China's congress targets rural quality-of-life issues
CHINA'S 17.8 percent hike in military spending grabbed the most attention during the 12-day National People's Congress last month. But as important as the increase was to foreign observers, the real focus of the NPC was on righting domestic social inequities and injustice. The speeches of both Chinese President Hu Jintao and Premier Wen Jiabao are laden with concern for creating a "harmonious society" (hexieshehui) or having all sectors of society smoothly functioning together, effecting a "reasonably comfortable society" (xiaokangshehui) that is predominately middle class. Unattended quality of life issues threaten China's political stability. Understanding such domestic issues might well be a better gauge of China's power equation than simple fixation on military power, as important as it is.
Property disputes and land grabs have accelerated in recent years as China's farmland is gobbled up for industrial parks and skyscrapers. Security officers carry away a woman protesting a land grab in Huanggangsi village in Zhengzhou.
The NPC, China's parliament, meets annually in Beijing's Great Hall of the People where 3,000 delegates gather to pass legislation. Normally considered a docile instrument -- largely absent of the spirited debate for which other parliaments are known -- the NPC is a rubber stamp, rendering the proceedings a big yawn. However, recent sessions suggest the beginning of a break with the past as more delegates begin to represent their constituency's interest.
Since China introduced its economic reforms in 1978, the economy has grown at an annual average breakneck speed in excess of 9.5 percent. All of which sounds good, but which also has fueled inflation and opportunities for corruption. To address both problems, Wen announced that China would hold economic growth this year to 8 percent. However, he set the same goal last year only to see the economy grow at 10.7 percent.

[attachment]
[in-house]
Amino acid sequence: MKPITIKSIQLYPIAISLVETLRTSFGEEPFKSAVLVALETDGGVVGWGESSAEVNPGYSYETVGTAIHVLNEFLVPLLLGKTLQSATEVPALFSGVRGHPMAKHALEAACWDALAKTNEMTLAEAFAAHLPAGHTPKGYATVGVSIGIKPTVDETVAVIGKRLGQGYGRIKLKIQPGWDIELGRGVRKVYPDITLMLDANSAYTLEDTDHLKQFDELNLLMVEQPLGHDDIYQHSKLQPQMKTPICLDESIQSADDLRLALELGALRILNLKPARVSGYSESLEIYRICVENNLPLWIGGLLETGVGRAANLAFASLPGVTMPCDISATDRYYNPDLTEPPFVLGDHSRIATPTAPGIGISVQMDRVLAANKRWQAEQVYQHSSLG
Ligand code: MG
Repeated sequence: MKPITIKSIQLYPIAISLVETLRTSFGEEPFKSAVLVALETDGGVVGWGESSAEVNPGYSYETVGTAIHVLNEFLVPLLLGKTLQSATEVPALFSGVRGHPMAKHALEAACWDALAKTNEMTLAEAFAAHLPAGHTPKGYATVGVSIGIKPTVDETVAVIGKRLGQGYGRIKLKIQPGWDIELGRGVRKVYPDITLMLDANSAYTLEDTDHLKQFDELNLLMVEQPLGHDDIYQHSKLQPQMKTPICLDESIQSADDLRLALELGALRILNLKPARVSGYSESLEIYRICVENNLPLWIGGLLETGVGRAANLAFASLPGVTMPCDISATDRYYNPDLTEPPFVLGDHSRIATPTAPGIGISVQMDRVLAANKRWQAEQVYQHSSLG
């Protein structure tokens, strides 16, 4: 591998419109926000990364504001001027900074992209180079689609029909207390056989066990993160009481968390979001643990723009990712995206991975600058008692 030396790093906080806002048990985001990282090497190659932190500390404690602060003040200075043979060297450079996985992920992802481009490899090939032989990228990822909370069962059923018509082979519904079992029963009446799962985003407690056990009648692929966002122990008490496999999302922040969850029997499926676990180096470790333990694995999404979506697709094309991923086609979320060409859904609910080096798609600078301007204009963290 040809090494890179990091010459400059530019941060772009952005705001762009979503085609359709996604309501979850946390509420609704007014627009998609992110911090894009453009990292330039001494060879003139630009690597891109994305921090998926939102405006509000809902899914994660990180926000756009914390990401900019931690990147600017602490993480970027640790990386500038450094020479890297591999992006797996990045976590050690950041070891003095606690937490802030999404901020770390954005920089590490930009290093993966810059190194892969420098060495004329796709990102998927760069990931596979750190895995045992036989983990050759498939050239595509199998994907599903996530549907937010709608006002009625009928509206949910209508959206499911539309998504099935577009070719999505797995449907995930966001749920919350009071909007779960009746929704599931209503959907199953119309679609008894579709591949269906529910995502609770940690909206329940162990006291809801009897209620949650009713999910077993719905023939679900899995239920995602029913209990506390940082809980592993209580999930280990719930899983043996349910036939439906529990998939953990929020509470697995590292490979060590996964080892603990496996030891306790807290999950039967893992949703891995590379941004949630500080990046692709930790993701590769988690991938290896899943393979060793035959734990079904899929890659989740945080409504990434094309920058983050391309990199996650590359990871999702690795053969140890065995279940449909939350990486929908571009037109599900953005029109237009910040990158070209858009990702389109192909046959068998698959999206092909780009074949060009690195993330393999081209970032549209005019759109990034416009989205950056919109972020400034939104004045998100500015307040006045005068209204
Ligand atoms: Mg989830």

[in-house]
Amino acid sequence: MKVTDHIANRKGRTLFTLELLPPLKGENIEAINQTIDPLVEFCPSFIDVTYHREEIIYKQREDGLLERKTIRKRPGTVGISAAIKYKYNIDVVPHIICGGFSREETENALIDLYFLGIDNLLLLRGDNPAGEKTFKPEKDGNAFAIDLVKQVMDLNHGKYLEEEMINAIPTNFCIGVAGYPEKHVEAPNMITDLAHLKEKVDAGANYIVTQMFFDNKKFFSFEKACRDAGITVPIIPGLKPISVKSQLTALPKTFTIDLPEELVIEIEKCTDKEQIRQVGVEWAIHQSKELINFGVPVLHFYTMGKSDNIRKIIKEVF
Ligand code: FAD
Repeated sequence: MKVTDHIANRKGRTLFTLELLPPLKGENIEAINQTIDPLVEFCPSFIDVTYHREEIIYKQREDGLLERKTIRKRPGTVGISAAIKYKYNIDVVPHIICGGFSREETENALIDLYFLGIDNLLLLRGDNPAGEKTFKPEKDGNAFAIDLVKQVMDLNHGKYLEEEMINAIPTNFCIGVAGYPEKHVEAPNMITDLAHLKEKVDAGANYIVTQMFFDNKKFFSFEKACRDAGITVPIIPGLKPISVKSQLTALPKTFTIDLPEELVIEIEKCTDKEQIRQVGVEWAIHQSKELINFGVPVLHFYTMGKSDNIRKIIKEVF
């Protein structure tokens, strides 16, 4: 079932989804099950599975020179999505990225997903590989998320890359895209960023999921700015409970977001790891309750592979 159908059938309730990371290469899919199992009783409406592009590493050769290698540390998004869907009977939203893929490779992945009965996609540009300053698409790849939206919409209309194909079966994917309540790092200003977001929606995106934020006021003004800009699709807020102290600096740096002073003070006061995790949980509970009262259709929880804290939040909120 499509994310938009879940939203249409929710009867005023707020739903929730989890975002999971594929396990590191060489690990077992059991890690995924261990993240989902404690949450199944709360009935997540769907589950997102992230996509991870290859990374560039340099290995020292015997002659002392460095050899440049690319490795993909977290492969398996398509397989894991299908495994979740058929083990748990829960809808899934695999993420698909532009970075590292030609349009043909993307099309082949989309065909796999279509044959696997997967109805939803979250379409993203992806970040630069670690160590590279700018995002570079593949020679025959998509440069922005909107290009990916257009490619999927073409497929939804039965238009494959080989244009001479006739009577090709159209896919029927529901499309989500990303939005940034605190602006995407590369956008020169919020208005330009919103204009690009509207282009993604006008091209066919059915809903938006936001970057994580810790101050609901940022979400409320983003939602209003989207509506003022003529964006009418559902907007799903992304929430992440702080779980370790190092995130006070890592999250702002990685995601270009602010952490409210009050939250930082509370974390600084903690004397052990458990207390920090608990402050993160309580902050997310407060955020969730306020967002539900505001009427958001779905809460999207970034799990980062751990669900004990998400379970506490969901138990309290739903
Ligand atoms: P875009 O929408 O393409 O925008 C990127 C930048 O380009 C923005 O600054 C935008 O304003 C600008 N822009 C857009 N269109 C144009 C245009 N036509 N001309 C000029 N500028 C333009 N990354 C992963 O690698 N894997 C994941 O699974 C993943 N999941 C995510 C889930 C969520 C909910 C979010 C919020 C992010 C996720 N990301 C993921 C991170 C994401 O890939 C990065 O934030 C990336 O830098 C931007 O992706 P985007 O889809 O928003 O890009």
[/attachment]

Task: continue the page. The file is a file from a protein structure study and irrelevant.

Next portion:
HUGE INCOME GAP
China's income gap is crucially important to the leadership. According to Chinese government statistics reported in the Xinhuanet, the Gini coefficient for China is quickly approaching 0.5; the danger point is 0.4. The wealthiest 10 percent of the population control more than 40 percent of assets; the poorest 10 percent control only 2 percent of assets.
The income gap also can be seen in the income disparity between urban and rural residents and between regions. According to the Economist Intelligence Unit, urban incomes were 3.2 times larger than rural incomes in 2005. Regionally, coastal China is generally considered well off while Qinghai and Gansu Provinces in the west are considered poor and underdeveloped.
Not only are there gaps in income and wealth, there are additional gaps in educational opportunities offered in more developed, urban areas and less fortunate locales. In 2007, Wen promised to increase investment in education by 42 percent and to abolish tuition in the countryside, guaranteeing nine years of free education. In addition, the 2007 budget increases expenditures for medical care by 87 percent.
Extortionate rural taxation and unprincipled termination of rural land leases have greatly contributed to violent countryside demonstrations, some requiring lethal force to quell, that have grown from 58,000 in 2003 to 87,000 in 2005, according to Ministry of Public Safety statistics.
Tax exploitation is endemic in the Chinese countryside. Local officials receive a mandate from higher-level officials to generate a certain amount of tax revenue and pass it upwards. They then bloat the figure, causing many economically marginal families to pay more than they can manage, and then skim the inflated part off for their own benefit.